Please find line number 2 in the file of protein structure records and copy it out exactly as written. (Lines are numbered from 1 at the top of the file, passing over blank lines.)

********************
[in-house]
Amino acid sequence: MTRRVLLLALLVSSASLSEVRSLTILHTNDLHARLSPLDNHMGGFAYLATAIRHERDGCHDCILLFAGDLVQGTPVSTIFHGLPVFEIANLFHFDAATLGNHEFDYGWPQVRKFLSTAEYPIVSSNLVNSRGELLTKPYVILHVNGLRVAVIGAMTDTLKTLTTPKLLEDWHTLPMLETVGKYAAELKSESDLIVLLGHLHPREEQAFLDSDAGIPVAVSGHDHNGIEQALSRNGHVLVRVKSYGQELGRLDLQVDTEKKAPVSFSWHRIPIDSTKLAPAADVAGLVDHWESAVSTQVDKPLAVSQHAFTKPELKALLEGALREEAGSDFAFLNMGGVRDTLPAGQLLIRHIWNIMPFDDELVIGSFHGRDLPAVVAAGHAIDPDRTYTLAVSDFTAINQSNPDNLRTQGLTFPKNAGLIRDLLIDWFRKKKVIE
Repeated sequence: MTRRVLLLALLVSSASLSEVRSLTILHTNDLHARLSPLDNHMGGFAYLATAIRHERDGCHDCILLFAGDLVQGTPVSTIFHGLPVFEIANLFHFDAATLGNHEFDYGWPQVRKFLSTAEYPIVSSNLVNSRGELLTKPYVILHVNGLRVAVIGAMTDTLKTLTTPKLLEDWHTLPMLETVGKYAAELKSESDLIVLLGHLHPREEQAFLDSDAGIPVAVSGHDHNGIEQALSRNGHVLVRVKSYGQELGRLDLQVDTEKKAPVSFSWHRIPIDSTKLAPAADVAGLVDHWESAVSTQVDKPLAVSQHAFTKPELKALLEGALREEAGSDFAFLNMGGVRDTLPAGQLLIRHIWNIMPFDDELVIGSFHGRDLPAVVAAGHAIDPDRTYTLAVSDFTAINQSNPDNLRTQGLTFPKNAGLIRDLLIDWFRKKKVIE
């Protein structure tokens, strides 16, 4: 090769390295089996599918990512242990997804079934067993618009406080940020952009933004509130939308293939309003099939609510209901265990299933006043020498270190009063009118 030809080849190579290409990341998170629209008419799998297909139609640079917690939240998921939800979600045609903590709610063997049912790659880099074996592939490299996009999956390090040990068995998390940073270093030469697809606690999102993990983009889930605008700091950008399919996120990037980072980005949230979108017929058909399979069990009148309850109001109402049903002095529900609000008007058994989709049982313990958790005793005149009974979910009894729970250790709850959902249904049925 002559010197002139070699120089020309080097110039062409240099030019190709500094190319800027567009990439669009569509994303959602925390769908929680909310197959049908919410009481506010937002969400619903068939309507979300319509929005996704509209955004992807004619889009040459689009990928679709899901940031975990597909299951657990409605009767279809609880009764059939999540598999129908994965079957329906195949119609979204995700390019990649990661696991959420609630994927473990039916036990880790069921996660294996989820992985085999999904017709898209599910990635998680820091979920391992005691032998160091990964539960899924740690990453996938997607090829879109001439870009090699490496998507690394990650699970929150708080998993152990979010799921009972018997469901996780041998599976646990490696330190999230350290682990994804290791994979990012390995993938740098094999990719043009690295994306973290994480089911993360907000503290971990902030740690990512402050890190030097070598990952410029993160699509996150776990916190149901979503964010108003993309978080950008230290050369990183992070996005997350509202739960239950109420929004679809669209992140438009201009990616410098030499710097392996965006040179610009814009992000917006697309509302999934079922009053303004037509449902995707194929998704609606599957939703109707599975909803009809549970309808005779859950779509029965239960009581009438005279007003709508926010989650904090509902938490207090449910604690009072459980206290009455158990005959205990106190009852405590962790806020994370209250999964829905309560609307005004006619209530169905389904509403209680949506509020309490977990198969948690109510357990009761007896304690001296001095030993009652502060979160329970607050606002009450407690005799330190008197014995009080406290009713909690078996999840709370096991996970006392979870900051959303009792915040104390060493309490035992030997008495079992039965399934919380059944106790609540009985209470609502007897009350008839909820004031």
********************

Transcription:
Amino acid sequence: MTRRVLLLALLVSSASLSEVRSLTILHTNDLHARLSPLDNHMGGFAYLATAIRHERDGCHDCILLFAGDLVQGTPVSTIFHGLPVFEIANLFHFDAATLGNHEFDYGWPQVRKFLSTAEYPIVSSNLVNSRGELLTKPYVILHVNGLRVAVIGAMTDTLKTLTTPKLLEDWHTLPMLETVGKYAAELKSESDLIVLLGHLHPREEQAFLDSDAGIPVAVSGHDHNGIEQALSRNGHVLVRVKSYGQELGRLDLQVDTEKKAPVSFSWHRIPIDSTKLAPAADVAGLVDHWESAVSTQVDKPLAVSQHAFTKPELKALLEGALREEAGSDFAFLNMGGVRDTLPAGQLLIRHIWNIMPFDDELVIGSFHGRDLPAVVAAGHAIDPDRTYTLAVSDFTAINQSNPDNLRTQGLTFPKNAGLIRDLLIDWFRKKKVIE